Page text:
The eccentric and outspoken was admired by gentlemen who liked to consort with boxers and jockeys, and coachmen, so courtesans did not aim for placid but were quite happy to insult and mock men who courted them, and demand money for any small favour.

After Harriette wrote the letter I spoke about last week, she then tells us how the post arrived in the village. This is one thing that has always been a mystery to me when I’ve researched it, but here, Harriette says…

‘Two days after I had dispatched this letter, the little postwoman (for we had no postman), a good old soul, trotted… down the hill with a lanthorn (I think she means lantern); the mail used to come into Charmouth at ten o’clock at night, and Eliza Edmond and I had watched this poor creature, every night, during almost a fortnight, from my little window, as the light of her lamp appeared for an instant, and was lost again, while she stopped to deliver her letters. At last she stopped at our door, and presented two heavy packages for Mrs Wilson.’

Eliza’s mother rushed upstairs with Harriette’s mail, and then Eliza revealed Harriette’s deceit, last week we knew Harriette had not admitted she was a courtesan but now her outright lie is revealed when Eliza said, ‘One of these is a foreign letter, and, no doubt, from your husband.’

Harriette admits she ‘answered in the affirmative’, and then her new friend Eliza drifted from the room.

It was from Lord Worcester, who had already been involved in one battle, ‘He had prayed for me, as to his tutelar saint, kissed my chain, which he wore about his neck, and his party had been successful.’ He wrote the details of the battle to her and said he’d already learned Spanish, and promised eternal love and fidelity.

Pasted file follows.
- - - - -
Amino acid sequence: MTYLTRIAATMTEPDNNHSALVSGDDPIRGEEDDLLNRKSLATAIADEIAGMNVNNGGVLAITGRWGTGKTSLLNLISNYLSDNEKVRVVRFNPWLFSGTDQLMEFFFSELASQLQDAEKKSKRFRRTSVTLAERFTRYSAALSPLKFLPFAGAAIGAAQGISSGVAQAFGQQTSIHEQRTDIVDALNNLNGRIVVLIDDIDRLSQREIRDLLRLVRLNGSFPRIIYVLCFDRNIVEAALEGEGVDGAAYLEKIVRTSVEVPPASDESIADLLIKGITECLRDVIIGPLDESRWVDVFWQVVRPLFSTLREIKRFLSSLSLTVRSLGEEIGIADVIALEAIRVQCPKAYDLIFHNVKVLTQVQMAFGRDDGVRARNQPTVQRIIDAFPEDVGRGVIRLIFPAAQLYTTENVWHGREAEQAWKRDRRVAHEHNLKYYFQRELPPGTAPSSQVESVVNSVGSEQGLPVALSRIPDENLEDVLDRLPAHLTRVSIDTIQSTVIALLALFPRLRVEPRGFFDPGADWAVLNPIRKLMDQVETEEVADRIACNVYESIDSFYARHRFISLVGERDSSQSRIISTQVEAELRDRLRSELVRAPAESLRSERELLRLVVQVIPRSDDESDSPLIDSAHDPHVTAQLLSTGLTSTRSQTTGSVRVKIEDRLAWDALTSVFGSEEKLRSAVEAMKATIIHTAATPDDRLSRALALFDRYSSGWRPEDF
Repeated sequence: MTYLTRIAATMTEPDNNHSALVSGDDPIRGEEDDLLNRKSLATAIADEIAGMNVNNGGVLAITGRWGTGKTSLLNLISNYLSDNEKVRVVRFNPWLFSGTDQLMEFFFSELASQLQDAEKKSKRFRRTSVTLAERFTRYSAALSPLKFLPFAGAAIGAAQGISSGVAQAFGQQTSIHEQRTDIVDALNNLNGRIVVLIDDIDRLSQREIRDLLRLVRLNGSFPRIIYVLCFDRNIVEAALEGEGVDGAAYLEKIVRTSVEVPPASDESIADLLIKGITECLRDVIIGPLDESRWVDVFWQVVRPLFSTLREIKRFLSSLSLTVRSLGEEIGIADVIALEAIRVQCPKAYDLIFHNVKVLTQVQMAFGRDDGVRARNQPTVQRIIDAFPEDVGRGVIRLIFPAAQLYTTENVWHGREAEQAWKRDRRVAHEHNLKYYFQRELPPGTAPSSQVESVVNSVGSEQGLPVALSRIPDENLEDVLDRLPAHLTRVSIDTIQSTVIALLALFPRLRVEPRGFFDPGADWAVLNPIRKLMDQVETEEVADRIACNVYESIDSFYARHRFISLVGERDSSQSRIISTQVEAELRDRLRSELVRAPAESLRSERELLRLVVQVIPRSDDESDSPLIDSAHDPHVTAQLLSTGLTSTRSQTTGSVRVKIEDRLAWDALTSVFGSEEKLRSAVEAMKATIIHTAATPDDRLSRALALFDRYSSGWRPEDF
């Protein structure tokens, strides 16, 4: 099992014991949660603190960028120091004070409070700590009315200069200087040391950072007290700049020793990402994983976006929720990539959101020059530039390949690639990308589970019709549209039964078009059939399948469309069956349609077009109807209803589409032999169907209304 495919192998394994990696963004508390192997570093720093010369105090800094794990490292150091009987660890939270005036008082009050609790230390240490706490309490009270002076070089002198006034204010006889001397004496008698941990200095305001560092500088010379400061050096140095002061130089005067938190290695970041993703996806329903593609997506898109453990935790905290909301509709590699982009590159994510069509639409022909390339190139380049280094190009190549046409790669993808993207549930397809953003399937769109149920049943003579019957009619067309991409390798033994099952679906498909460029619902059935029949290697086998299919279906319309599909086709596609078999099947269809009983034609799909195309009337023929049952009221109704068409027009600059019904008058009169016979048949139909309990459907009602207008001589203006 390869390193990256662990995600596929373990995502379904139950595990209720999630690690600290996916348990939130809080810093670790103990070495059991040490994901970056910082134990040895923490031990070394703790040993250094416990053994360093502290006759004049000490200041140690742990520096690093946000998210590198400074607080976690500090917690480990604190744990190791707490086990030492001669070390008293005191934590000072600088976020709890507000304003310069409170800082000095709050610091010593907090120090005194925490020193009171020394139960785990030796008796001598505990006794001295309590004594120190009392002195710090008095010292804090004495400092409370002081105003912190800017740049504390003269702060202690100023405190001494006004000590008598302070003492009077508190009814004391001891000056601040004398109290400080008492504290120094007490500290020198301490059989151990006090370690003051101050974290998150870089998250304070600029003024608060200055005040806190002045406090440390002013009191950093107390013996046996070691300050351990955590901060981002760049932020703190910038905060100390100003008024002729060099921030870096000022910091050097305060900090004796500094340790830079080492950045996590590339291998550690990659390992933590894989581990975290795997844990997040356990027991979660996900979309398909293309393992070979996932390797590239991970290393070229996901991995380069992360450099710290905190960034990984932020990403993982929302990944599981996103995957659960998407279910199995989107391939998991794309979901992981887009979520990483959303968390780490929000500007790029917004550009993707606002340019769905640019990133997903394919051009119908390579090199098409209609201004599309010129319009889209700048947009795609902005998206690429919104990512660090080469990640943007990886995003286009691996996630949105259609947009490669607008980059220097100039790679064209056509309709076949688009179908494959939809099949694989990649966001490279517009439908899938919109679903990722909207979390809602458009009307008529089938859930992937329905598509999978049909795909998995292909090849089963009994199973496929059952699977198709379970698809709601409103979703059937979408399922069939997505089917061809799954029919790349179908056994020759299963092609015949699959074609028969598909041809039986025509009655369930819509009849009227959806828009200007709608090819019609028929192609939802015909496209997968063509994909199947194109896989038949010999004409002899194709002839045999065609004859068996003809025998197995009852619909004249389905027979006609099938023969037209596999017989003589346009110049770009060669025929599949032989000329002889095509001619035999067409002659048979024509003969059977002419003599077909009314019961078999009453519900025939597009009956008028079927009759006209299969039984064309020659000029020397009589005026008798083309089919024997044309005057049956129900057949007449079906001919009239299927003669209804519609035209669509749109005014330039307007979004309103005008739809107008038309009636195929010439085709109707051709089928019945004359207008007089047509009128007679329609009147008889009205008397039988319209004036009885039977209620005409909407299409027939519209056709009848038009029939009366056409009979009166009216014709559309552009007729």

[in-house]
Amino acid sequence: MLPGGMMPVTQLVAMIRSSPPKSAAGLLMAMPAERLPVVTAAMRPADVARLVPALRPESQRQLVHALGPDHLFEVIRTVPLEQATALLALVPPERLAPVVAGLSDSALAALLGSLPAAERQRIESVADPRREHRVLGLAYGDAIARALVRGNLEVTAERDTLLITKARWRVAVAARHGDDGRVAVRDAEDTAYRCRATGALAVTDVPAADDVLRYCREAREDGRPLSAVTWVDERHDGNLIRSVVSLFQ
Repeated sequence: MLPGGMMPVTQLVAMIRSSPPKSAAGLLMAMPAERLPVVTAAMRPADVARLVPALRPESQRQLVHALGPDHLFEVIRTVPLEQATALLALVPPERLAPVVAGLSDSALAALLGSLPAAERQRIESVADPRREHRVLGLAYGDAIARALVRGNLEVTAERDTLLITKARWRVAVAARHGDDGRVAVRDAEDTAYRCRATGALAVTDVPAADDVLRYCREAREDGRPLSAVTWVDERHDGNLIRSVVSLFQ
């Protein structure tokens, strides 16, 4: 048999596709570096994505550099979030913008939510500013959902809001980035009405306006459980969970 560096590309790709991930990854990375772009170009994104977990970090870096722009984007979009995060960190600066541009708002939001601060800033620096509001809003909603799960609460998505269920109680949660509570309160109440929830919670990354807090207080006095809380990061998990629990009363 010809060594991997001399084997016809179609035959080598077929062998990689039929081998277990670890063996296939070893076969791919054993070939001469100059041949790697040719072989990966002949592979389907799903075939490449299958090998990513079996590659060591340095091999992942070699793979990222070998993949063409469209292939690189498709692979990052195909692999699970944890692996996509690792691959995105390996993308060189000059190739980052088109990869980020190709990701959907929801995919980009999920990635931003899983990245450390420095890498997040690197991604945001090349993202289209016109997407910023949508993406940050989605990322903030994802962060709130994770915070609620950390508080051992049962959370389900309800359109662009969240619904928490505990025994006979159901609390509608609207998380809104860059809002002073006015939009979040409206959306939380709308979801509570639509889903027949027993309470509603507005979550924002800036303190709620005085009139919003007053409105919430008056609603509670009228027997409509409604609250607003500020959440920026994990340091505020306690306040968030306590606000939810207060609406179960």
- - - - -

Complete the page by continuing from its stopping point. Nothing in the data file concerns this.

Then she turned her attention to the second letter. That was from Mr Meyler, the young man who had previously condemned her but was now trying to seduce her away from Lord Worcester. He said he’d sought to forget her, as there was little chance of them meeting while she was in the country, but then he said there was no question of that, and as he was unwell, he might travel down to Devon.

Harriette describes his letters as unaffected, and very different to the gushing she’d received from Lord Worcester for several years. Mr Meyler ‘was anything rather than romantic: his manner and voice were particularly pleasing at all times; but the former had, generally, something of melancholy, till he had drank a few bottles of claret, though not all noisy, ungentlemanlike, he appeared all animation and happiness.’

Harriette immediately wrote back to Mr Meyler – not to Lord Worcester.

‘I can candidly confess that I am glad you have not forgotten me; and I wish you happy, with all my heart and soul; but, believe me, I cannot prove myself more desirous of being liked and esteemed by you, than I have and shall continue to do.

As I keep faith with Worcester, so hereafter will you be inclined to trust me, if unexpected circumstances  should oblige me to separate from him…’

She goes on to tell Meyler, if he should come to Devon, she would leave, and she could not imagine him there with her anyway, as she walked to church on a Sunday wearing her straw bonnet, and helping the elderly and the poor – Pushing him away, but encouraging him not to go too far away, just in case she would like to call him back again, keeping a bird in the bush as it were 😉

She does also ask him if he still sees Lord Worcester’s mother, and speaks of Lord Worcester’s family, which makes me wonder, if had he not been a friend of the Beauforts, she might actually have been tempted to see him regardless.

Perhaps at this point she still had some hope of being Lord Worcester’s future duchess, but equally knew the odds were long and so just in case she lost him, wished to keep another pretty young man on her tether. Good old Harriette.

More next week…

Jane Lark is a writer of authentic, passionate and emotional Historical and New Adult Romance stories.

See the side bar for details of Jane’s books, and Jane’s website www.janelark.co.uk to learn more about Jane. Or click  ‘like’ on Jane’s Facebook  page to see photo’s and learn historical facts from the Georgian, Regency and Victorian eras, which Jane publishes there. You can also follow Jane on twitter at @janelark